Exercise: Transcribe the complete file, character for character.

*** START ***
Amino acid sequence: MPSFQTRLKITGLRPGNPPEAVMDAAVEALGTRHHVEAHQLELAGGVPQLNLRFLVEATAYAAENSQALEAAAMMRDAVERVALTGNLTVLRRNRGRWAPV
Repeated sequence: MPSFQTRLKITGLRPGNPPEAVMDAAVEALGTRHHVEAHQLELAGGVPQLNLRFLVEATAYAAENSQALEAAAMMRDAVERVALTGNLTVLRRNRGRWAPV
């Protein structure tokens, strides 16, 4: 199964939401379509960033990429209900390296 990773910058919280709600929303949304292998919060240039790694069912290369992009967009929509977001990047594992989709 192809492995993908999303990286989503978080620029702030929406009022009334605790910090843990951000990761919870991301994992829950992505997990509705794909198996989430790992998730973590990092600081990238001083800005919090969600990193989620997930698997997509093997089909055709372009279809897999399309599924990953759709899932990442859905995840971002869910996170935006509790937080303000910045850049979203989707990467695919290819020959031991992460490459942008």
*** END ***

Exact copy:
Amino acid sequence: MPSFQTRLKITGLRPGNPPEAVMDAAVEALGTRHHVEAHQLELAGGVPQLNLRFLVEATAYAAENSQALEAAAMMRDAVERVALTGNLTVLRRNRGRWAPV
Repeated sequence: MPSFQTRLKITGLRPGNPPEAVMDAAVEALGTRHHVEAHQLELAGGVPQLNLRFLVEATAYAAENSQALEAAAMMRDAVERVALTGNLTVLRRNRGRWAPV
């Protein structure tokens, strides 16, 4: 199964939401379509960033990429209900390296 990773910058919280709600929303949304292998919060240039790694069912290369992009967009929509977001990047594992989709 192809492995993908999303990286989503978080620029702030929406009022009334605790910090843990951000990761919870991301994992829950992505997990509705794909198996989430790992998730973590990092600081990238001083800005919090969600990193989620997930698997997509093997089909055709372009279809897999399309599924990953759709899932990442859905995840971002869910996170935006509790937080303000910045850049979203989707990467695919290819020959031991992460490459942008």